Cultura | Fall 1997

by Trebor Jacques

Noviembre embraces me with death as leaves fall, rain pours, and the wind blows east. The grave diggers bury his fresh Latino body, as mourners lay dead flowers of colors and wear black veils to hide their pain. Time stands still on empty moments of sadness.

People, dressed in baggy colors, hug. Los niños don't understand. Los adultos don't bother to explain, and the circle of teenagers don't know how to express their anger, their fear, their pain in Noviembre. His Mamá holds herself with the rosary as if it were a crutch. In search of his Spanglish, Papa cries, "Mi hijo, mi hijo, mi hijo. ¿Porque Diós?"

I can smell the cheap Tequila between his words; I am angry at my tío. The homeboys clutch each other. One cries; the other seven, eight or nine hide behind their so-called macho pride. Tears run down their crazy eyes. His Heína carries his future son in her womb.

I am crying without shame; without fear, I don't care who sees or not!

I am angry! Angry at the world, at the system, at my Latino brothers who are pendejos with quetes. Don't they realize they killed life, they took it away without God's permission. How could mí familia survive. How could my Tía make those warm tortillas without making one for her hijo? How would going to bed be without saying goodnight? How could his little sister grow up without a good argument? The wind shivers, and mi primo's soul is near and yet, his body lies without life. WHO RIPPED OUR JARDIN APART AND TORE OUR BROWN SOIL, WHICH HAS BEEN TENDED TO FOR SO MANY YEARS?

Which of my brown brothers can take this responsibility? Who am I to judge? We come to this land to reap its rewards. Some through the eyes of the Anglos; others through the long journey of darkness to proclaim freedom from the past. We all arrive from a woman's womb, not from a country. We come to this melting pot in unity. Each of us holds answers to our diversity.

And this city is what I call Casa. Mi tierra lies not on the streets or barrios I live in. It lies in what I am, in what I do to survive, what coins I toss into my fountain...of Familia... of friends...of mi vida.

Tears run down, and I can taste the salt of fear in my tongue and yet, I cannot change fate for mi primo is cold in his grey coffin. He is dead, and Mission Cemetary never look sadder in Noviembre. The skies declare rain, and raindrops have fallen in our brown souls. Slowly, we leave in groups to Mi Casita, and mama has prepared posolé to sooth our emotions.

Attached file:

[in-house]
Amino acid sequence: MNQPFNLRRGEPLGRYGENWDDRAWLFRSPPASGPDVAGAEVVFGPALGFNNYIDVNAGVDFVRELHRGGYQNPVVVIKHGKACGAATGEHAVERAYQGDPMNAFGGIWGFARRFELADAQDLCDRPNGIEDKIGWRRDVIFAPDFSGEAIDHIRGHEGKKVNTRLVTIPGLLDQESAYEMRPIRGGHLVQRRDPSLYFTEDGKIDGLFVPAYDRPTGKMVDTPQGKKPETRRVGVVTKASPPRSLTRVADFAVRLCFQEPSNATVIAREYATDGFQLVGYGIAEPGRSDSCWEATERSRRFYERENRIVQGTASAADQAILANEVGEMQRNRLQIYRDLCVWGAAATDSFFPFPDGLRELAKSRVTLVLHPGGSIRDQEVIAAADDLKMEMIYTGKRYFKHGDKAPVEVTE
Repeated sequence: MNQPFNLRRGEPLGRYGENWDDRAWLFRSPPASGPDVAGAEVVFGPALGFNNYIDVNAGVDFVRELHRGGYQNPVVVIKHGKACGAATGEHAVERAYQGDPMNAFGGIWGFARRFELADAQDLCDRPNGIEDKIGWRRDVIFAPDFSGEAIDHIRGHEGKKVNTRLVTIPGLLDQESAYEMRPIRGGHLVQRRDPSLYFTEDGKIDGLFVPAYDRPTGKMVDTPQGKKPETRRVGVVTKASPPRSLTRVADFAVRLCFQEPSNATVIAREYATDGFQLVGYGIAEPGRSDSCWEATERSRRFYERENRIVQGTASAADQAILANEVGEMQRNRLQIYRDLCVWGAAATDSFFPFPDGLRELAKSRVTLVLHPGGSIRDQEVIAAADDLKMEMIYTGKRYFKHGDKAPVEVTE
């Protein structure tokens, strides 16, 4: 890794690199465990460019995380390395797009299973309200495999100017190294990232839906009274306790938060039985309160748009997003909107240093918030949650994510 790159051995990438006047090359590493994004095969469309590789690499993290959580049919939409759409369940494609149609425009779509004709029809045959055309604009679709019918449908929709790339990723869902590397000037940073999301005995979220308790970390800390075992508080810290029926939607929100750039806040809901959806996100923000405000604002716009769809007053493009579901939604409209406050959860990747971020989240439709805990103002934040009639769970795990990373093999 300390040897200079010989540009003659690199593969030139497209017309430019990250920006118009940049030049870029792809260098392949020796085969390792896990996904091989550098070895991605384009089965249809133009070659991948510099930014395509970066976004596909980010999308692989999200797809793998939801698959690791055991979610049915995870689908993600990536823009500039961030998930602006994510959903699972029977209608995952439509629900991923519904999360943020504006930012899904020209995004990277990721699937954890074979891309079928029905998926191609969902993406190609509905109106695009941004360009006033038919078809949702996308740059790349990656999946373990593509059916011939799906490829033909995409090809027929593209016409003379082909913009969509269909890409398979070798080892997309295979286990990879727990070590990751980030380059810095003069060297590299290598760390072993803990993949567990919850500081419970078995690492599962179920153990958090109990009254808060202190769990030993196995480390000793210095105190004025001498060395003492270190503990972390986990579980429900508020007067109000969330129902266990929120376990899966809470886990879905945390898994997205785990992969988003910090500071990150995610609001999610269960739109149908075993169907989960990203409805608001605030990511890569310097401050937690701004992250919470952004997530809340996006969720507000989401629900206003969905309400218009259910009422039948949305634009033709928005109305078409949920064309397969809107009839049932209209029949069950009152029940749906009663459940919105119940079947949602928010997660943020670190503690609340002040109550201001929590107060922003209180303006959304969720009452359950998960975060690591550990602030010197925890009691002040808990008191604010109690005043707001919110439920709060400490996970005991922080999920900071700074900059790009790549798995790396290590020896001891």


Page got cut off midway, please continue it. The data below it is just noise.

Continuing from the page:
And I can still remember mi primo breaking the piñata every time. I can still recall how he laughed at my alternative ways and called my friends "Wierdos".

And on that summer day, he was 19 and I was 20, when hell broke loose as mís padres found out that their only hijo likes "hombres" - Mama y Papa with their anger and shame blared words of hatred, words of spite, words that you daren't say to a child. How I ran and got lost in the city of angeles expecting no one to find me, for the shame was out. No one could find this little boy -not his friends, not his sisters, not even the married men who secretly paged him. Yet, four hours and twenty two minutes later there was mi primo, with his XXL LARGE CREASED t-shirt and khaki pants loose on his smooth skin. Laughing, smiling, and asking, "Why you running away cuz?" His simple advice: "Who gives a fuck if you suck dick? Respect the old lady and suck clean balls!" He was laughing at the secret I have held for years. He got quiet in the hills of the Norte Valle and stared me with his big brown eyes and whispered, "I love you bro, you're mi sangre and that's all that matters."

He is still gone, and I am still here - queer, brown and proud. I am the professional you see; he was the trash you judged. I am the writer; he was my ink. He had tatoos; I collected stickers. We both did drugs - everybody knew his habit; nobody saw through my lies. He was the beautiful cholo; I was the fashionable one. I traveled beyond my barrio; he stayed within his barrio. He died six years ago, and you killed part of me.

I have been strong holding the jardin together to support the niño who turns seven at the end of summer. And I have learned to accept that woman in my family and have let God guide me through the thorns that have since grown in mi jardin, allowing me to forgive the brown Latin brother who uprooted the flowers in mi vida.

Rest in paz primo, and stop breaking all the piñatas.

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